Selecting right expansion tank

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  #1  
Old 12-05-19, 09:37 AM
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Selecting right expansion tank

I have a boiler from around 1968. The pressure is building up and releasing so I figure that I need a new expansion tank. Reading through this forum, I see that current expansion tanks last around 6 to 8 years. The expansion tank that is on my boiler says it is from 3/68 (see pic). The only markings on the tank are 8 GAL. and 3/68. I am wondering if that is possible or am I looking at something different? and will replacing it with a #60 Extrol Expansion Tank (7.6 Gallon Volume) be the correct replacement? Thank you for any info!

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Last edited by PJmax; 12-05-19 at 07:35 PM. Reason: resized pictures
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Old 12-05-19, 07:43 PM
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Welcome to the forums.

I'm not the boiler pro but some observations.

I believe that is a bladder less tank. You would recharge that tank by shutting off the supply to it, removing the side plug, draining the water out until it's at the plug level, replace the plug and restore water pressure. Old school technology. Tanks today have a rubber bladder that keeps the air (charge) and water separate. I would definitely replace it. I don't know if the one you choose is the correct one. The boiler crew will be by and should offer some help.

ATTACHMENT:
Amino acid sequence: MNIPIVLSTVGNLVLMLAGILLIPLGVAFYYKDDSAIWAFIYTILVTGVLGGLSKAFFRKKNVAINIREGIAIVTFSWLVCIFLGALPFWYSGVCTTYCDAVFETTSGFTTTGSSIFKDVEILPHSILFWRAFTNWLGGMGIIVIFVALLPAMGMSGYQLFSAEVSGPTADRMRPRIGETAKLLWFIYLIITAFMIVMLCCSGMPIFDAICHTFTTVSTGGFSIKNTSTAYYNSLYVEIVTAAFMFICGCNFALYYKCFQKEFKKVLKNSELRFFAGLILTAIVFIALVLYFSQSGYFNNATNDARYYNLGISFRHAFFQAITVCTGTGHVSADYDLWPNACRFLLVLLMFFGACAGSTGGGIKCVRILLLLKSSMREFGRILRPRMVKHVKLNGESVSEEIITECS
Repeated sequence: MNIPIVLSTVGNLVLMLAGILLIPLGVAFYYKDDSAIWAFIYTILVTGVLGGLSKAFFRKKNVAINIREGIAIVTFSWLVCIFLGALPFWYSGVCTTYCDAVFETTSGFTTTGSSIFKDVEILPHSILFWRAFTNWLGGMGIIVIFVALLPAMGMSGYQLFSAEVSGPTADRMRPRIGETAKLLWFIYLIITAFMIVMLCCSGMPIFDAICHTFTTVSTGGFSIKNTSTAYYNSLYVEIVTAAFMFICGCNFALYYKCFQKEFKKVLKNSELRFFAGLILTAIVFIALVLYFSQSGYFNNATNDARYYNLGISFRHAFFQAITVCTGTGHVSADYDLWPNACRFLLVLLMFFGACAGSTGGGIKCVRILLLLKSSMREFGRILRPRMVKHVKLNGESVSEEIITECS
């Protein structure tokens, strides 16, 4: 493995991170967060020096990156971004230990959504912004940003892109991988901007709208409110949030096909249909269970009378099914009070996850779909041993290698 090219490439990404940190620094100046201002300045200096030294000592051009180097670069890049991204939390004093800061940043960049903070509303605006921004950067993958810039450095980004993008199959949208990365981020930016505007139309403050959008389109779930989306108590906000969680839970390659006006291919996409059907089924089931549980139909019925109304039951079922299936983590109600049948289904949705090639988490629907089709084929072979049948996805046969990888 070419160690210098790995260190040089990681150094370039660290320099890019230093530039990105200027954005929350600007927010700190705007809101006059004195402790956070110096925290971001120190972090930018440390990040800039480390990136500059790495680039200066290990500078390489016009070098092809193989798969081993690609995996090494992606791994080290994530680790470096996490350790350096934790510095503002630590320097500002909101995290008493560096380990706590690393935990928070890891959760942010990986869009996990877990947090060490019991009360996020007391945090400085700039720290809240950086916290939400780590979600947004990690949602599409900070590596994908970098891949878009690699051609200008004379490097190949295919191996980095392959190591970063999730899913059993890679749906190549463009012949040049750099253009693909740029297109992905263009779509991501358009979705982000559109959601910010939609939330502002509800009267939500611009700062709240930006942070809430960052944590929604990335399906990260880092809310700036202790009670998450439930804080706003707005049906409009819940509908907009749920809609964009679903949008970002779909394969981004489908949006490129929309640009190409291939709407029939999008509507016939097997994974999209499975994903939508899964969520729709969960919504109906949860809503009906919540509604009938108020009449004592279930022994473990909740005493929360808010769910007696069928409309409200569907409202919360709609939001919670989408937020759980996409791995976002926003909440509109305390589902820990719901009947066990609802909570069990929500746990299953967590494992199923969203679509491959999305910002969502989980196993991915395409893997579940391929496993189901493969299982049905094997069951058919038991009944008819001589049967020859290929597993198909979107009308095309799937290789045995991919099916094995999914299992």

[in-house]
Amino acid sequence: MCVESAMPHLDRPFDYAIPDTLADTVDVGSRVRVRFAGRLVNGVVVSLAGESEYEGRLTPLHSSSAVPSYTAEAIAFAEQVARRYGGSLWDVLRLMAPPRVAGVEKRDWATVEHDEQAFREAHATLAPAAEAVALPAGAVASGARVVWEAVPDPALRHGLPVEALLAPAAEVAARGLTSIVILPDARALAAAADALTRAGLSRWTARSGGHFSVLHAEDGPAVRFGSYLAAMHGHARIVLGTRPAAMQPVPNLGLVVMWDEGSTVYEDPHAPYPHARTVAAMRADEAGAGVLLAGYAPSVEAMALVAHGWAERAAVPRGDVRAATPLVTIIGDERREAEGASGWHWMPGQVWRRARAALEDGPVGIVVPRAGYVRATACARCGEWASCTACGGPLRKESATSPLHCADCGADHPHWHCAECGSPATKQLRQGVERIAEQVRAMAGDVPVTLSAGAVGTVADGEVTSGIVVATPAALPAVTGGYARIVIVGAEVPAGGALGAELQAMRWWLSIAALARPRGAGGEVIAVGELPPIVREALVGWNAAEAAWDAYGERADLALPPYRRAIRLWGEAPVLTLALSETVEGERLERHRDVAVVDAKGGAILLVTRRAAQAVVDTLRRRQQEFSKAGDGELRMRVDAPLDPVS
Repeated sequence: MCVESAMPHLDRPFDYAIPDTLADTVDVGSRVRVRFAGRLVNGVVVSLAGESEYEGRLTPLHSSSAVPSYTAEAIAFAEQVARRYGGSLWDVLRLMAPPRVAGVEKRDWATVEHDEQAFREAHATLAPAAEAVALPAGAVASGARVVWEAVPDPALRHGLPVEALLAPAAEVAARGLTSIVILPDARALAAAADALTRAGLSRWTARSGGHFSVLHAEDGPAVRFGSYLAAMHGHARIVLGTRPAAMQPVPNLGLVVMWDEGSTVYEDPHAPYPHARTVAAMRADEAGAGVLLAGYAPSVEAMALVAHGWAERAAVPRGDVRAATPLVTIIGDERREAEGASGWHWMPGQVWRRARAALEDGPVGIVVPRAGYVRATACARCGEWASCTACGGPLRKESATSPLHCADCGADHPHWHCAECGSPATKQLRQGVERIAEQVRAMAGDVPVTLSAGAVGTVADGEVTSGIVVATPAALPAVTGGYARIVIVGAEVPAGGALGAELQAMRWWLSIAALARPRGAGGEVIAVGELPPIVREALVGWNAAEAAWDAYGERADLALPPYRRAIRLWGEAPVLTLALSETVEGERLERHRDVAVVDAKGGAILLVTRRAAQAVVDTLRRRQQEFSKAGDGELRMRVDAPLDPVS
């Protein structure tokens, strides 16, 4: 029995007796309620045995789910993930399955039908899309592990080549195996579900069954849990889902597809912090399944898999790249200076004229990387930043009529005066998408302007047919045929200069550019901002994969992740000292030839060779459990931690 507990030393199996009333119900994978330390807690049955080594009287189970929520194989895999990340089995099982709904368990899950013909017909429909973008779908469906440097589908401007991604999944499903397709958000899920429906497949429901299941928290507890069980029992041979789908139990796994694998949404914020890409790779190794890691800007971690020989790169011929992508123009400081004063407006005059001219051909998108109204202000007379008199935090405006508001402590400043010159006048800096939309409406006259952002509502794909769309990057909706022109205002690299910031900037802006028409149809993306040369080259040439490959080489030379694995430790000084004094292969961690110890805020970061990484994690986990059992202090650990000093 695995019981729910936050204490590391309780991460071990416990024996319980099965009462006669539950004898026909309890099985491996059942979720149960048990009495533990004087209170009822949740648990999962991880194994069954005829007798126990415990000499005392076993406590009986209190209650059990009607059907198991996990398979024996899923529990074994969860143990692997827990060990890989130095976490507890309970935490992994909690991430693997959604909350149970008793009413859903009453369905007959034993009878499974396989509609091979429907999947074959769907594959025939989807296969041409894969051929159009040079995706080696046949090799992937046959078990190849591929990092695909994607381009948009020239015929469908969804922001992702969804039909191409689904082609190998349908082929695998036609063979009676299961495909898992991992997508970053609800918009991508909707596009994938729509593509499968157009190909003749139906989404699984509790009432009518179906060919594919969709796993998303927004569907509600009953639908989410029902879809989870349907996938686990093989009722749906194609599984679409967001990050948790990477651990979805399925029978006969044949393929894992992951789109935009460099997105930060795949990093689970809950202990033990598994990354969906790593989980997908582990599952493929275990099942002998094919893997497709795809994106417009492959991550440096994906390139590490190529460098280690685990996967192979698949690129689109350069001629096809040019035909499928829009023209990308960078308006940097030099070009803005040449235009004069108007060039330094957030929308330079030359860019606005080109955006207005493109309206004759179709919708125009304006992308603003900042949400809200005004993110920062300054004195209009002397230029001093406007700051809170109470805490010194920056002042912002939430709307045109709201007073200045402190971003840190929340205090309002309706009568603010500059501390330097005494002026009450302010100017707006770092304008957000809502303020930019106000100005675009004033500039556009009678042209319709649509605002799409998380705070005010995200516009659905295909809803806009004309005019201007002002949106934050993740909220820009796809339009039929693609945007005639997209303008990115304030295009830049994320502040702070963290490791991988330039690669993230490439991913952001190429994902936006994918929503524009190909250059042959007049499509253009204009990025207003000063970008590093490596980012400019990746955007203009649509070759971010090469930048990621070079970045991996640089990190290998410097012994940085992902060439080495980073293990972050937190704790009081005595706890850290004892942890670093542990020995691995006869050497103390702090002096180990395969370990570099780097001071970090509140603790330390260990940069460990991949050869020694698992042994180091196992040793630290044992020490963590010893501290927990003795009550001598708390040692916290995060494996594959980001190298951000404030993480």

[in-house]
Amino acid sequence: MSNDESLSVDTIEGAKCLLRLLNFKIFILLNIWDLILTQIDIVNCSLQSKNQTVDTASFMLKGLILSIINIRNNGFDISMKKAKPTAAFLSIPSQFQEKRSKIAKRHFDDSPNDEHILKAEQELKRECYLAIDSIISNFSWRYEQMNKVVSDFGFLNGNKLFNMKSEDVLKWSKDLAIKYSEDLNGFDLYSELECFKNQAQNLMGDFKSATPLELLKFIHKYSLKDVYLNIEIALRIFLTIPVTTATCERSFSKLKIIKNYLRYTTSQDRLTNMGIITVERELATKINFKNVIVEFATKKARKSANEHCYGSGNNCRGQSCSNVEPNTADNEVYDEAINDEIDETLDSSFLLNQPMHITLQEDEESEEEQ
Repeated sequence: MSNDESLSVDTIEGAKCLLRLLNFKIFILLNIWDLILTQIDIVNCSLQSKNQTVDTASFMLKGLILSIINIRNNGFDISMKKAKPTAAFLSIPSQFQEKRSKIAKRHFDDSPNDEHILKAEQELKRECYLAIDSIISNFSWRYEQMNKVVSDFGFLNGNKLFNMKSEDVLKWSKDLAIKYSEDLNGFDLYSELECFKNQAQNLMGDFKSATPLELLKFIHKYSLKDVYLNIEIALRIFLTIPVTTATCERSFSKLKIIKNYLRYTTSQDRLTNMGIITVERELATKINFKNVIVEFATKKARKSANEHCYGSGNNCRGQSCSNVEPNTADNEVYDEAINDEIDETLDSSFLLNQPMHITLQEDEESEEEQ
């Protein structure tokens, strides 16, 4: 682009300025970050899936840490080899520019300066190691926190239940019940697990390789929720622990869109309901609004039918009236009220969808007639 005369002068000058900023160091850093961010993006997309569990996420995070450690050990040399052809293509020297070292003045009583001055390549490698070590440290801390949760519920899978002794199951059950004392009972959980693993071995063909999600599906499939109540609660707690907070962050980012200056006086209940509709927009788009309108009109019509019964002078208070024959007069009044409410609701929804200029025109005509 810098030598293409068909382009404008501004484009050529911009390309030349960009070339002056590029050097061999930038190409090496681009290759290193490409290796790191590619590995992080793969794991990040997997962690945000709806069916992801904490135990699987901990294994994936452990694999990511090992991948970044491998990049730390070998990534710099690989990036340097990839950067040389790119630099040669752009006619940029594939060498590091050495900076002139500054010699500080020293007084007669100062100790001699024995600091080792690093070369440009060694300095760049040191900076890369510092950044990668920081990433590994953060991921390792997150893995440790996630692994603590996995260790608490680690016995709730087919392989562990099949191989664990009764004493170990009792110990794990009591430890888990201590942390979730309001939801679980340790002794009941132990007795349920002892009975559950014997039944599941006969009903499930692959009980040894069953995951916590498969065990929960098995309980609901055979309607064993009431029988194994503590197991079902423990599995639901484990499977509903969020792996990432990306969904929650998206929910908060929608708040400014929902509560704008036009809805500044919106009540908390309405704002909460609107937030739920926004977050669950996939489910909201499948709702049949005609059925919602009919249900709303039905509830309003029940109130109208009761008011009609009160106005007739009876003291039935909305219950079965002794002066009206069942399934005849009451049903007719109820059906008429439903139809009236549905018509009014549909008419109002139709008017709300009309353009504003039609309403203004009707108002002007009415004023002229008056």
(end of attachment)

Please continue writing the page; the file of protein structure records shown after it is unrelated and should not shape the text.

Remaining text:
Be careful with that tank. It will be heavy if it's full of water.
 
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Old 12-05-19, 08:58 PM
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No need to replace that exp tank. It just needs maintenance.

we would need more pics well lit all around boiler.

You need to turn off water supply to boiler and drain that tank. Then when the boiler gets refilled it will air charge the tank. That is whats causing your relief valve tripping most likely. Although your fill valve can be faulty also causing the high pressure.

If you did install a bladder type tank then you will need to add air vents to your system. So IMO keep what you have. You should have no air vents on that system.
 
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Old 12-06-19, 10:24 AM
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Thanks Guys! I figured out it was a bladderless tank after thinking it over. I shut off the supply and drained as much as I could out of the tank and then opened up the side plug to drain the rest. Of course after refilling I believe the reduction valve is faulty, so I pressurized the system to 20 psi and shut off the supply valve. Everything is running perfect, I am just waiting for my replacement reduction valve and keeping a close eye on the pressure. I really appreciate the input. Thank you Pete and Mike.
 
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Old 12-06-19, 08:01 PM
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You're welcome. Thanks for letting us know how you made out.
 
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Old 12-10-19, 08:53 AM
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No air vents on the system? I thought that all hydronic (FHW) systems need air vents at the radiators.

A new bladder tank sized for your system will generally be smaller than the old non-bladder tank. The larger size of the non-bladder tank allowed for less precise instructions for recharging it, longer time between servicings and rechargings, and still getting excellent performance.
 
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